Pessot said her team has been operating at over-capacity for so long that for the first time in 23 years they have had to say no intake unless the dogs are injured. She said the numbers are so high her team is exhausted and she sees no end in sight.
According to Pessot their foster network is full and overflowing.
“At one point we had so many puppies in the building, I had to convert my cat rooms to dog and puppy rooms and move my cats to another building.”
With Pet Save Sudbury numbers being ten times higher than they are used to operating at, Pessot said they’ve been struggling with service and have been receiving a lot of complaints about not being able to return calls in a timely manner.
“You know cats have always been a struggle with overpopulation but dogs were never an issue in the past, ” said Pessot.
“We could take in from the northern communities in the far north but now we can’t.”
That’s a first for Pet Save Sudbury since they began operating, said Pessot.
Pessot said it was a really tough and heartbreaking decision to make. She said without their help dogs in these remote communities have a low survival rate.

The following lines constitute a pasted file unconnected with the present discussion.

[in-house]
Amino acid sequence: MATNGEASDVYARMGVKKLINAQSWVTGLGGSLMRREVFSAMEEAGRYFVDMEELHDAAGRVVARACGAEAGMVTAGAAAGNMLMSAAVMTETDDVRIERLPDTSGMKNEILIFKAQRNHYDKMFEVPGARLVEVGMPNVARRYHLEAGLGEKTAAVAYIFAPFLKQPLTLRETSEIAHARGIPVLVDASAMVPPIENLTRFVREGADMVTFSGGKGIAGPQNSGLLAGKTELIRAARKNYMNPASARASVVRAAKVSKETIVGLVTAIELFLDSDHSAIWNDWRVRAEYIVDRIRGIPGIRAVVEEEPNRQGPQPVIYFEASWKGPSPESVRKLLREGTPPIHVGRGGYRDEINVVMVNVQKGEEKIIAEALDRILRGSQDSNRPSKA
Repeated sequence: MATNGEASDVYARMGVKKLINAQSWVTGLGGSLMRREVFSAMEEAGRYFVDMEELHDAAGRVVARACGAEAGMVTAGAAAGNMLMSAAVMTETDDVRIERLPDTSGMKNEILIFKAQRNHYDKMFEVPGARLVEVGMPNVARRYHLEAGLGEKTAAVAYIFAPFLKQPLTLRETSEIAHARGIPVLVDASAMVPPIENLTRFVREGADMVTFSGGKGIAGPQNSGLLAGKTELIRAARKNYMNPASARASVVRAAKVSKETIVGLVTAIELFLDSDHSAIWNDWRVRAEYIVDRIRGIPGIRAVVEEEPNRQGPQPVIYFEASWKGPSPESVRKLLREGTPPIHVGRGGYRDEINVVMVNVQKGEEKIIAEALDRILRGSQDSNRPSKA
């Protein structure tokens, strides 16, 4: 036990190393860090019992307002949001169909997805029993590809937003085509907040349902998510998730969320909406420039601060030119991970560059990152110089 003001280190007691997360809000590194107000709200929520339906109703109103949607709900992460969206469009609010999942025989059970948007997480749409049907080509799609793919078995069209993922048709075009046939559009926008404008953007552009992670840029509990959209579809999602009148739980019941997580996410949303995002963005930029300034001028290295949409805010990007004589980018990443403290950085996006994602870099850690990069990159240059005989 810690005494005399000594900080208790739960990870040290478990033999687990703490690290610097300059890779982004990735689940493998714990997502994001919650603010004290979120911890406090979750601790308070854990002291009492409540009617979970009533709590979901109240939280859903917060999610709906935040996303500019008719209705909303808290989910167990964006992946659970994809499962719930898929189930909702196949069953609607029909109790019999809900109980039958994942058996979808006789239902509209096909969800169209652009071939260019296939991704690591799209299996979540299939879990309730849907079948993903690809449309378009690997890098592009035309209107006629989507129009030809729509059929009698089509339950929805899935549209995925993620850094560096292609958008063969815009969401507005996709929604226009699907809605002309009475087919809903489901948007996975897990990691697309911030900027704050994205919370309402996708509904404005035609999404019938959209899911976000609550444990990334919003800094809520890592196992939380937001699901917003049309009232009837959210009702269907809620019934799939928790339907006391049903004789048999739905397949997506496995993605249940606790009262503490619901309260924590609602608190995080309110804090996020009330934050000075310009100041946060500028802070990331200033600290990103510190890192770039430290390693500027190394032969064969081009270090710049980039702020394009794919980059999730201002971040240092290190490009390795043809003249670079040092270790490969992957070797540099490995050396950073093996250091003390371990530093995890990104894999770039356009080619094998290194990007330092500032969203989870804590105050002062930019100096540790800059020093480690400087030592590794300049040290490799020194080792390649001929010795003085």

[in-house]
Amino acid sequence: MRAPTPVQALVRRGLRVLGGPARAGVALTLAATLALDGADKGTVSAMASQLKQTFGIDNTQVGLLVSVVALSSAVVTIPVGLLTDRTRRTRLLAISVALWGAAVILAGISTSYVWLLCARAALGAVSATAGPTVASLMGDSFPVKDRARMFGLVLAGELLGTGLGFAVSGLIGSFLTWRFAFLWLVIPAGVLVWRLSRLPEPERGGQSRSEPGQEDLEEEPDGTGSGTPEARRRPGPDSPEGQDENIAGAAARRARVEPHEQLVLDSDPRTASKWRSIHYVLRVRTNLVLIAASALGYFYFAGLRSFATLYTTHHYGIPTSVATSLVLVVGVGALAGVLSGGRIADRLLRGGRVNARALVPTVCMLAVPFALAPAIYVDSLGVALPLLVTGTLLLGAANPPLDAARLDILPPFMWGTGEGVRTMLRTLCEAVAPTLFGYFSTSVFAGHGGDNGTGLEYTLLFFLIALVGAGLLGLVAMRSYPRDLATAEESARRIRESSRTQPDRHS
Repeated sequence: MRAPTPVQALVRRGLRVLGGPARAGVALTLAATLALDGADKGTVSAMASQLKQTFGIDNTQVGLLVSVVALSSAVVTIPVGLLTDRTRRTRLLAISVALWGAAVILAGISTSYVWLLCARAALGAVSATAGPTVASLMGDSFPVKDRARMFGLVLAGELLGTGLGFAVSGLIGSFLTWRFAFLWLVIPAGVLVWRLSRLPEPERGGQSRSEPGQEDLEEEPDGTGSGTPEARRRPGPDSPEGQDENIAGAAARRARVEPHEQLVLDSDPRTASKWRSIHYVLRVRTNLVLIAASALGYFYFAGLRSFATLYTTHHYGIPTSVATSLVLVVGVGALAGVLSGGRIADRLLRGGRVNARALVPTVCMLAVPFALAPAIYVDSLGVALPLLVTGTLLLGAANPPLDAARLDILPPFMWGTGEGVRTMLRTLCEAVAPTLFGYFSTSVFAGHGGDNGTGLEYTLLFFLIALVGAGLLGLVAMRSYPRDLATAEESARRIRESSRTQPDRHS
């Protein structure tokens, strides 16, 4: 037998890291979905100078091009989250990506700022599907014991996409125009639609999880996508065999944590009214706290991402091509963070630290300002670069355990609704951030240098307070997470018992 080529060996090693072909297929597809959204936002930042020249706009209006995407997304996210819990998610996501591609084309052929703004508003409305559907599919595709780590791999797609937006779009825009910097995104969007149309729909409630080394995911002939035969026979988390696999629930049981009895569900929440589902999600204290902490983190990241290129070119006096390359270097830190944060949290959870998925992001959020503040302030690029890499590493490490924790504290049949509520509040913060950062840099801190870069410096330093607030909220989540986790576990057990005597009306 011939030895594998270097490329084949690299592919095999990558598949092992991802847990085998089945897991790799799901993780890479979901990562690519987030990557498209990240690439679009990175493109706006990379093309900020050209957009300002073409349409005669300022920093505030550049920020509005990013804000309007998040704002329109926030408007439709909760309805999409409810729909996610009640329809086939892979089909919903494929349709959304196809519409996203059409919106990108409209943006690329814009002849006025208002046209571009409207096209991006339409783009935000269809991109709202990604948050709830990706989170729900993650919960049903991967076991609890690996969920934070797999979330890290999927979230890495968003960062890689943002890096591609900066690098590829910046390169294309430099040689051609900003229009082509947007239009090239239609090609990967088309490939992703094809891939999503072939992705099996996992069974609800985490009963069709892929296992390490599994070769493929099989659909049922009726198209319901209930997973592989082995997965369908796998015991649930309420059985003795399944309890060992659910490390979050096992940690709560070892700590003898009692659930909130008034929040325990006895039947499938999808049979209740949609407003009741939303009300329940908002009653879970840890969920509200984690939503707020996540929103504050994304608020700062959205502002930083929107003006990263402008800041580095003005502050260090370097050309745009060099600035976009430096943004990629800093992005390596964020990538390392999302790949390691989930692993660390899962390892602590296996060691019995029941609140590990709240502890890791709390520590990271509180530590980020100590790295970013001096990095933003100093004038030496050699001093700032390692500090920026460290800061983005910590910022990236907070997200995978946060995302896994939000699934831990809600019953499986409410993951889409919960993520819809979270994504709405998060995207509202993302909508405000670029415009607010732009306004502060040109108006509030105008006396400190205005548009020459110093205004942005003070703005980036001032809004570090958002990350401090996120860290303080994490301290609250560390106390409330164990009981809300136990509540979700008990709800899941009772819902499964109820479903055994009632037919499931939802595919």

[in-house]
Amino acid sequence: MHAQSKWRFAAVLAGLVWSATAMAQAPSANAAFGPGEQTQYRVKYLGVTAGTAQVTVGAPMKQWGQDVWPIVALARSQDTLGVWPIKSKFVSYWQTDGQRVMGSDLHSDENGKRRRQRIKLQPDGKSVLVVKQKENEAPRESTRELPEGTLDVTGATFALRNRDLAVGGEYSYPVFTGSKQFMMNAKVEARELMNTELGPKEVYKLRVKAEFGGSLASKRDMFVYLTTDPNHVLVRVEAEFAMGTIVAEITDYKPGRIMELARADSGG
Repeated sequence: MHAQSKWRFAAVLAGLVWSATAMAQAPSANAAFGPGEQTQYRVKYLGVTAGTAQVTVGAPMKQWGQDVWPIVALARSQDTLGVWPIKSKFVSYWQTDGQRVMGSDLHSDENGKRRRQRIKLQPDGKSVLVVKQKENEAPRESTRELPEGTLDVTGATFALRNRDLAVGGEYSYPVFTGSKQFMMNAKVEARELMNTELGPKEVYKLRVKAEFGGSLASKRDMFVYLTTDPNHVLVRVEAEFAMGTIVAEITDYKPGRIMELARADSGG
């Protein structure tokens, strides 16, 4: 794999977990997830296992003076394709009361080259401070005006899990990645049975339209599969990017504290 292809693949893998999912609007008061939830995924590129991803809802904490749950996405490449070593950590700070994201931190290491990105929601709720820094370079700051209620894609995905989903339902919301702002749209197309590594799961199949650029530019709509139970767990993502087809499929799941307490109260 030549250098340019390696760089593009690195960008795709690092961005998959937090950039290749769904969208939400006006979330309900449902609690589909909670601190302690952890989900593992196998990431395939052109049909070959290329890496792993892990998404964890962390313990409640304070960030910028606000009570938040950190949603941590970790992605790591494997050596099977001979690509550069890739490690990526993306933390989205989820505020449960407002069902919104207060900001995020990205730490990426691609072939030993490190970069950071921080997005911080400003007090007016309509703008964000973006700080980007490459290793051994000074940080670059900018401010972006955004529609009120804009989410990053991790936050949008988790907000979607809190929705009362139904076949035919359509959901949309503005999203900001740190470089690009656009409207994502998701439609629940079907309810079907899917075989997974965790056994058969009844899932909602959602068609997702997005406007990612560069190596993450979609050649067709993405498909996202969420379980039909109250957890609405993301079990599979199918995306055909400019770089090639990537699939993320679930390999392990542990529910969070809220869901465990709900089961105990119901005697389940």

“They don’t have the same level of access as our people locally to be able to re-home their dogs,” said Pessot.
“At the moment, northern Manitoba and northern Ontario First Nations communities are looking to move like 5,000 dogs and puppies. They have been flown all over the country.”
Pessot said she may not be able to take in dogs right now but it has not stopped her from being able to help transport them down to southern Ontario.
“We have service trucks called the bark bus,” said Pessot. “They are provided by Northern Legacy Farms which sets up the drivers and sends them up north.”
The dogs are then cared for here in Sudbury and then reloaded into the trucks to travel on to southern Ontario and various destinations. Pessot said she does whatever she can to help get the dogs safely from the North.
Morning North6:24The Sudbury Professional Fire Fighters Association steps up to help Pet Save Sudbury
Working at over capacity also means operating costs have gone up for Pessot. She said a lot of the animals coming in are very sick and have been injured.
“The vet bills have soared,” said Pessot. “We have hit an all time high this year by spending $40,000 in vet bills over a six week period.”
Pet Save Sudbury is a nonprofit organization not funded by the government and fully operates with the help of donations and money raised at their thrift store.
With the organization facing such a challenging time, Lariviere said collaborating with Pet Save Sudbury was the least they could do.
“I think that anyone who’s interested in a dog should really consider adopting,” said Lariviere. ” A lot of these animals want to be loved and want to be in homes and there’s just so many of them. There are a lot of breeders out there where you can buy a dog but when you’re adopting, you’re giving that animal a second chance and that’s super important. They’re great animals.”
The next dog to be featured alongside local firefighters will be invited to the firehall in mid-September.